Antoine Léchevin hat Mediengestaltung an der Bauhaus-Universität Weimar studiert. 2005 zog er nach Berlin und arbeitete bei MetaDesign und Scholz & Friends. Seit November 2011 ist er selbstständig als Online Concepter, Information Architect und User Experience Designer: duklickstgut.de.
Für junge gemeinnützig Engagierte aus Deutschland und Frankreich gestaltete Antoine Léchevin im Sommer 2011 einen zweitägigen Workshop.
Best practice in der Onlinekommunikation für gemeinnützige Organisationen war Gegenstand der gemeinsamen Arbeit auf Burg Hohnstein. Zunächst konnten sich die Teilnehmer dabei theoretische Kenntnisse zur Nutzung digitaler Kommunikationskanäle durch NGOs aneignen. Daran anknüpfend entwickelten sie später mit Antoine Léchevin Ansätze zur Umsetzung konkreter Vorhaben aus der eigenen Praxis.
from Digital Buzz Blog by Katy Daniells.
Renault Netherlands wanted to promote their Facebook page with their latest campaign, they enlisted the help of agency Dorst & Lesser who developed this nostalgic Facebook campaign around the character Grandma Hilda.
The Facebook campaign focused around the story of Hilda and her Renault 4. The concept of the story was that Hilda had loved her Renault 4 but she was now too old to drive and her car was left sitting in the garage. Hilda wanted to give the car away to someone who could also enjoy driving it. Facebook users were asked to visit the Facebook app to play virtual ‘hide and seek’ around an interactive house placing a tag where they thought the missing car key was. The person who placed a tag closest to the missing key would win the car.
The campaign received 10,293 unique tags and the Facebook page increased by 27,930, which doubled the number of fans. This is a good way to use the Facebook platform to create a nice storyline around the competition.
The first photographic image ever uploaded to the Web was a Photoshop disaster. It was created to sell something, and featured attractive women in a come-hither pose In July 1992.
In short, photo-uploading was born with some original sins that have never quite washed away.
Here it is, in all its glory:
What would it be like if you could go back in time and talk to a younger version of yourself? Filmmaker and actor Jeremiah McDonald got to experience that process — in a way — thanks to a video tape he made for his future self back in 1992.
The result is funny, poignant and ingenious in its presentation — which cuts present-day McDonald against his improvised 12-year old self two decades ago. As precocious as the younger version is, he also has one or two things to teach the older McDonald.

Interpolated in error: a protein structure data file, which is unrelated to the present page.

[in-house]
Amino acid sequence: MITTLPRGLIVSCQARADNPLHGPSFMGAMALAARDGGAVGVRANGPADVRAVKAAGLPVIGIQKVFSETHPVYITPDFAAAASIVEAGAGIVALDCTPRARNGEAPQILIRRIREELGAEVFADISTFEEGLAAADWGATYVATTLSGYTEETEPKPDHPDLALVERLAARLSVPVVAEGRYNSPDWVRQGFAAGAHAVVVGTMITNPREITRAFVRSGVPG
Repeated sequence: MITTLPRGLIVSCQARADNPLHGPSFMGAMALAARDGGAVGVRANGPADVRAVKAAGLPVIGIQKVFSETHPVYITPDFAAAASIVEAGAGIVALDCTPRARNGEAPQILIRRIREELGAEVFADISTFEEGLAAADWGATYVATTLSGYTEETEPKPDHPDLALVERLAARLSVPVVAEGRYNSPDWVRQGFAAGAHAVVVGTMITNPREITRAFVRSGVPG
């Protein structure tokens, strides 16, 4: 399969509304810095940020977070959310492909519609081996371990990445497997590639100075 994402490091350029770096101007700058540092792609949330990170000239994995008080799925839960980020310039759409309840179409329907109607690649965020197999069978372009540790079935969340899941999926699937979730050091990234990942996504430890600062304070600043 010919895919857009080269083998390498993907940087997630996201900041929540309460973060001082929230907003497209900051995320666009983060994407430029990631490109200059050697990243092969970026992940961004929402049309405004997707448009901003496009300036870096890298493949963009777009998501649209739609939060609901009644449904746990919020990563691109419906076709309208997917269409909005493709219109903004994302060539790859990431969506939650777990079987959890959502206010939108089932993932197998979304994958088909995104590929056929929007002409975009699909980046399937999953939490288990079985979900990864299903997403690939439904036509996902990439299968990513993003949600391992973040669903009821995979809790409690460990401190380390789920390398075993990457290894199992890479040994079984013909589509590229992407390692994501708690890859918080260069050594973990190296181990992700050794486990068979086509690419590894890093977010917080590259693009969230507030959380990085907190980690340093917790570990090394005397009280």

And at least they still share a love of British sci-fi hit, Doctor Who — though the younger McDonald has no idea how cool the rebooted version is going to be (and doesn’t get his elder version’s reference to the episode “Blink,” which features a very similar kind of time-traveling video conversation.)
Watching the short film, I was struck by memories of my own video experiments in elementary, middle and high school. Even in the age before YouTube, the art of self-documentary was alive and well — at least for some of us.
The video already has more than 14,000 likes on YouTube — and seems poised to go ever more viral.
If you could interview yourself from the past, what would you want to know? Let us know in the comments.
Kartograph: a framework for building interactive map applications without Google Maps or any other mapping service.
Kartograph’s strong points are:
Overall, Kartograph seems like a good solution for a graphics designer or a data miner. The maps are rendered in typographic quality, so web magazine editors should take a look at this library.
Watch the showcase
Bought a smartphone lately? What about a computer, T-shirt? Chances are, slaves made them. The Emancipation Proclamation may have abolished slavery in the United States nearly 150 years ago, but forced labor is still alive and well in the rest of the world. No matter what the brand, everything boils down to the supply chain: the people who pick and mill your cotton, mine the tungsten and gold, and harvest the coffee beans. And they’re all working for you. At least 27 million bonded laborers exist worldwide, according to Slavery Footprint, a new website and mobile app that measures the role forced labor plays in supporting our lifestyles. Most of us would like to assume the answer is zero, but even the most conscientious of consumers aren’t exempt…
try the survey: http://slaveryfootprint.org/
Everyone see one day an inappropriate Font. Mostly it’s the Comic sans. Here is a Website who explains why and when it’s wrong to use use. Fell free to share it with whom who needs it!